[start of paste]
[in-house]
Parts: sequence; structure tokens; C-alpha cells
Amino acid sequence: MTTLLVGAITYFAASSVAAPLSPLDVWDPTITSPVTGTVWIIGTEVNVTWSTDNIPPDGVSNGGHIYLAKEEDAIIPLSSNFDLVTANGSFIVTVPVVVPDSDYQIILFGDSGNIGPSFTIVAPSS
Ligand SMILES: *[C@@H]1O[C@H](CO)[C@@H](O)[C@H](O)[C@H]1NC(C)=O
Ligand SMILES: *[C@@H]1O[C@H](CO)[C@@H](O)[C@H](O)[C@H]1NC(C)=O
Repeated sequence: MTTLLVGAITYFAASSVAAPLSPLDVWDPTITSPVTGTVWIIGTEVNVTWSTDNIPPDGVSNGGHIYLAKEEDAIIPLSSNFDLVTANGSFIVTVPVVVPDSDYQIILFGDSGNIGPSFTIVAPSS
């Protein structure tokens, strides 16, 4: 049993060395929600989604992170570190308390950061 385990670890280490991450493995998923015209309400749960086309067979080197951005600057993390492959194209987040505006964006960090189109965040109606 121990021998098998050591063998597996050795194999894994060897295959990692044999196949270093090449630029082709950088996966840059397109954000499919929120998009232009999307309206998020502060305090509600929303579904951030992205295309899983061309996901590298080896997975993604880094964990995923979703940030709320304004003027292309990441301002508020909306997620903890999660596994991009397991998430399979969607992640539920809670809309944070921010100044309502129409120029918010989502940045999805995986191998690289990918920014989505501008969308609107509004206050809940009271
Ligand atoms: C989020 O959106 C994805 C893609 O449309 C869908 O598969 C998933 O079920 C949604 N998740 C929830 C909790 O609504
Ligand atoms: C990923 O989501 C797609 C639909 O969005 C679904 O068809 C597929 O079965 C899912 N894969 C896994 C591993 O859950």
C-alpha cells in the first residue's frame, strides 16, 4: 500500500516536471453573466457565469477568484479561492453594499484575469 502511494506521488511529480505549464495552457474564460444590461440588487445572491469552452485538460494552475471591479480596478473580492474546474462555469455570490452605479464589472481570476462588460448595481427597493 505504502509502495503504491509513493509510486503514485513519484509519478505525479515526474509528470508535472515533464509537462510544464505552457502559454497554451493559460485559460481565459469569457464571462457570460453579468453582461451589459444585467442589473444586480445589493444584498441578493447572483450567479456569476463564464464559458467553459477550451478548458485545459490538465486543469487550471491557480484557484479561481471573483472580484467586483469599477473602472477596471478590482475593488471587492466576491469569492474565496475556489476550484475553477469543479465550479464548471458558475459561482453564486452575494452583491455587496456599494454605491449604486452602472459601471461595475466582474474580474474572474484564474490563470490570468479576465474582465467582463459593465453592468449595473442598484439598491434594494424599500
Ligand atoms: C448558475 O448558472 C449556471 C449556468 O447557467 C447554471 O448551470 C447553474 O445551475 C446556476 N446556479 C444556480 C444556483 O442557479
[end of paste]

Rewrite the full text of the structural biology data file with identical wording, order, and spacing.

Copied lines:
[in-house]
Parts: sequence; structure tokens; C-alpha cells
Amino acid sequence: MTTLLVGAITYFAASSVAAPLSPLDVWDPTITSPVTGTVWIIGTEVNVTWSTDNIPPDGVSNGGHIYLAKEEDAIIPLSSNFDLVTANGSFIVTVPVVVPDSDYQIILFGDSGNIGPSFTIVAPSS
Ligand SMILES: *[C@@H]1O[C@H](CO)[C@@H](O)[C@H](O)[C@H]1NC(C)=O
Ligand SMILES: *[C@@H]1O[C@H](CO)[C@@H](O)[C@H](O)[C@H]1NC(C)=O
Repeated sequence: MTTLLVGAITYFAASSVAAPLSPLDVWDPTITSPVTGTVWIIGTEVNVTWSTDNIPPDGVSNGGHIYLAKEEDAIIPLSSNFDLVTANGSFIVTVPVVVPDSDYQIILFGDSGNIGPSFTIVAPSS
């Protein structure tokens, strides 16, 4: 049993060395929600989604992170570190308390950061 385990670890280490991450493995998923015209309400749960086309067979080197951005600057993390492959194209987040505006964006960090189109965040109606 121990021998098998050591063998597996050795194999894994060897295959990692044999196949270093090449630029082709950088996966840059397109954000499919929120998009232009999307309206998020502060305090509600929303579904951030992205295309899983061309996901590298080896997975993604880094964990995923979703940030709320304004003027292309990441301002508020909306997620903890999660596994991009397991998430399979969607992640539920809670809309944070921010100044309502129409120029918010989502940045999805995986191998690289990918920014989505501008969308609107509004206050809940009271
Ligand atoms: C989020 O959106 C994805 C893609 O449309 C869908 O598969 C998933 O079920 C949604 N998740 C929830 C909790 O609504
Ligand atoms: C990923 O989501 C797609 C639909 O969005 C679904 O068809 C597929 O079965 C899912 N894969 C896994 C591993 O859950």
C-alpha cells in the first residue's frame, strides 16, 4: 500500500516536471453573466457565469477568484479561492453594499484575469 502511494506521488511529480505549464495552457474564460444590461440588487445572491469552452485538460494552475471591479480596478473580492474546474462555469455570490452605479464589472481570476462588460448595481427597493 505504502509502495503504491509513493509510486503514485513519484509519478505525479515526474509528470508535472515533464509537462510544464505552457502559454497554451493559460485559460481565459469569457464571462457570460453579468453582461451589459444585467442589473444586480445589493444584498441578493447572483450567479456569476463564464464559458467553459477550451478548458485545459490538465486543469487550471491557480484557484479561481471573483472580484467586483469599477473602472477596471478590482475593488471587492466576491469569492474565496475556489476550484475553477469543479465550479464548471458558475459561482453564486452575494452583491455587496456599494454605491449604486452602472459601471461595475466582474474580474474572474484564474490563470490570468479576465474582465467582463459593465453592468449595473442598484439598491434594494424599500
Ligand atoms: C448558475 O448558472 C449556471 C449556468 O447557467 C447554471 O448551470 C447553474 O445551475 C446556476 N446556479 C444556480 C444556483 O442557479